Tuesday, May 29, 2012

How to Interview Your Wedding Photographer

Wedding Photography

When you are planning a wedding, you need to capture the moments and that means hiring a wedding photographer. There are many ways to locate a wedding photographer, including recommendations from friends and families or letting your fingers do the walking either via an Internet search or in the Yellow Pages. But when it comes to interviewing your wedding photographer, there are a few things you definitely want to know.

First and foremost, don't walk into your interview with the photographer blind. Do your homework. In 2006, 2,271,343 weddings are estimated to occur in the United States. That's nearly 3 million opportunities for wedding photographers in the United States alone. In the United Kingdom and France, the number of weddings expected to take place will reach a combined 2 million opportunities. The average wedding will cost around $26,100 U.S. with market value of items associated with weddings, such photographs, reaching over 59 billion dollars U.S.

A standard photo package in the United States for a wedding would include up to 7 hours of coverage, unlimited number of images, videography, online proofs and 35 to 70 matte or glossy finish prints in varying sizes. The average cost for this standard package is about $2400 U.S. An elite or premium package would include another photographer, more time, specialized sessions with the bride or groom for a portrait layout and a higher number of prints at $3600 U.S.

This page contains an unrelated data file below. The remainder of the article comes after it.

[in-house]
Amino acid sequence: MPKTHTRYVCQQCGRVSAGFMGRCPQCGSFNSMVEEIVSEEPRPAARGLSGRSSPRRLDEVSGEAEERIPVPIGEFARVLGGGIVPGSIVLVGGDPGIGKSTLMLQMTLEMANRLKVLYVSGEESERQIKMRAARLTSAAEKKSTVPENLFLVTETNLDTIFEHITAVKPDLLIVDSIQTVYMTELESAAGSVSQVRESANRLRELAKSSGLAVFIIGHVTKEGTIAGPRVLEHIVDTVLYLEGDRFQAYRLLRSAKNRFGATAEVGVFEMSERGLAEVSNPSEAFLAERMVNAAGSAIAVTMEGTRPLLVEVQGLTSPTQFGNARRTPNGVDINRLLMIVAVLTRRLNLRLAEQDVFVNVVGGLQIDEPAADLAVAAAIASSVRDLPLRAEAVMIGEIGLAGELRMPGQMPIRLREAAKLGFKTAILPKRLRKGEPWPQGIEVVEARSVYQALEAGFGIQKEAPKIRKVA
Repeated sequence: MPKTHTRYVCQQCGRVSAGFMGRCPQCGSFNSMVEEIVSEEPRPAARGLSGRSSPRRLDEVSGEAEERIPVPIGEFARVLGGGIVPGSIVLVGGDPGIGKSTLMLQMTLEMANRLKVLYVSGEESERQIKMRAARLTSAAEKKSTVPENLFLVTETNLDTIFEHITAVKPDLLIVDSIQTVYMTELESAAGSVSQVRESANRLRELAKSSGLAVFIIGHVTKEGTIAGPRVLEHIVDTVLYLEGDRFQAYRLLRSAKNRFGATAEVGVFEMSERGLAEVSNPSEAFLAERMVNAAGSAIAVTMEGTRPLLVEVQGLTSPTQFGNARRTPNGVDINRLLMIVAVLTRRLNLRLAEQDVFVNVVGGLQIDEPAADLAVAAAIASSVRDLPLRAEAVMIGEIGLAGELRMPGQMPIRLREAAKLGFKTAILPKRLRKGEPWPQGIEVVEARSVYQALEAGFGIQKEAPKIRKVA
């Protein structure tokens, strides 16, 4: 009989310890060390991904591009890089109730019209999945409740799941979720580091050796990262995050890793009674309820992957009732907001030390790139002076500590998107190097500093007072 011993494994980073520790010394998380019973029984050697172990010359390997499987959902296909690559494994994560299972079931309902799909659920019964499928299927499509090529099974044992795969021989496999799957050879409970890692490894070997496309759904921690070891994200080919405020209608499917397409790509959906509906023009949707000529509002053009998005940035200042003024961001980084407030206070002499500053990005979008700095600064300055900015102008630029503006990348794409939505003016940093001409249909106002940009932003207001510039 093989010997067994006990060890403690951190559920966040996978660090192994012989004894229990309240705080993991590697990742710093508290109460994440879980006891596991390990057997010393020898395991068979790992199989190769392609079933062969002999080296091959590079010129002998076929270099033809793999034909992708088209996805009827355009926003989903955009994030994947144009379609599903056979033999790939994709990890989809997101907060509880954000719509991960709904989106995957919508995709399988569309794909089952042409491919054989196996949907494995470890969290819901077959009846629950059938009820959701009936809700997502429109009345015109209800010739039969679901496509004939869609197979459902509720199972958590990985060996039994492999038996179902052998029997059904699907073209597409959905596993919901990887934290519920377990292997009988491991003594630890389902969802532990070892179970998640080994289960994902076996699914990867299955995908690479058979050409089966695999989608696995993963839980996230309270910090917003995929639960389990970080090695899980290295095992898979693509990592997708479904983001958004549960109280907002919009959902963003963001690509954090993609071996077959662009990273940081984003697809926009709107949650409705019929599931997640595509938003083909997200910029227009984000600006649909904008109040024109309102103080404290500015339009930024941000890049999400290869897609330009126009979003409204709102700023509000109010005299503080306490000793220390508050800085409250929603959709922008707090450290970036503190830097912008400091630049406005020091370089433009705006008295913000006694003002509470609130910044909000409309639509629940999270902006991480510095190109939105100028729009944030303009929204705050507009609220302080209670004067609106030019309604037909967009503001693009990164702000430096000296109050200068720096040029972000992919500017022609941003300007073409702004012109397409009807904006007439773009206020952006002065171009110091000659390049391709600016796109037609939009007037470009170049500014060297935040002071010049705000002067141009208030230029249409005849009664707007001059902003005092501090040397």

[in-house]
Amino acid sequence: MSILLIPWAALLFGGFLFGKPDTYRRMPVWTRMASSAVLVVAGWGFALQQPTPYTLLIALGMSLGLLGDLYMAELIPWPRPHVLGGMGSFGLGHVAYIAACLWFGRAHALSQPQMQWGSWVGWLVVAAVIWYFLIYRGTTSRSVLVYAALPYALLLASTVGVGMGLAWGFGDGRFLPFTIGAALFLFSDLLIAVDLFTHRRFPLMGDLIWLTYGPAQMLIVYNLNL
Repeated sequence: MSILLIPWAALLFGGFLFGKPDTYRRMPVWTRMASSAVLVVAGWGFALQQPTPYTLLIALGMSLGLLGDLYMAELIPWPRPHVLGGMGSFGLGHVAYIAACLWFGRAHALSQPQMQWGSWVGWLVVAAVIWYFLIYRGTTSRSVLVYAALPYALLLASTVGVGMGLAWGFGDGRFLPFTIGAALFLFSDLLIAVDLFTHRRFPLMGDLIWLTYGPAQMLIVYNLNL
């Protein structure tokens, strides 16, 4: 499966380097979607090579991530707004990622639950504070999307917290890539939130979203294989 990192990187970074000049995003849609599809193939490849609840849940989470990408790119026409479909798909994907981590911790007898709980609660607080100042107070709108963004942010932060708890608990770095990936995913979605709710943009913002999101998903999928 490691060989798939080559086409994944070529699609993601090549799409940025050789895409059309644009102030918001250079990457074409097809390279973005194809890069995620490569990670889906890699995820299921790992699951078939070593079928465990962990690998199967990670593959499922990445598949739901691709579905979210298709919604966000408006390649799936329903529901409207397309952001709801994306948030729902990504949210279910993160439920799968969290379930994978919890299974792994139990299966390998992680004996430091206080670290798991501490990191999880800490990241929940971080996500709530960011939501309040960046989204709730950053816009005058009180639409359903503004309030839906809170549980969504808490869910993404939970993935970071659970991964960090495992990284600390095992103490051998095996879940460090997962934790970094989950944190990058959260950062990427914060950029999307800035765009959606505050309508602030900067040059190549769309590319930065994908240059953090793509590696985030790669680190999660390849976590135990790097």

Knowing these basic facts can help you to know what it is you're looking for when you begin the interview.
Are you actually interviewing the photographer who will be at the wedding or their corporate representative?
Do they have samples of wedding photography they have done before?
Do their samples of wedding photography include the types of images you have in mind?
What is the minimum pricing package?
What is included in the package?
Do they offer digital packages?
Do they include video or is that separate?
Do they work with assistants? Will they be available for the rehearsal dinner?
What is their booking schedule? (This is important, you don't want your photographer booking another wedding that is too close to yours on the same day)
What is their standard method of working?
Are they willing to listen to your input?
What contingencies and guarantees do they offer?
How soon after the wedding will you be able to see the proofs? (2-4 weeks is normal)

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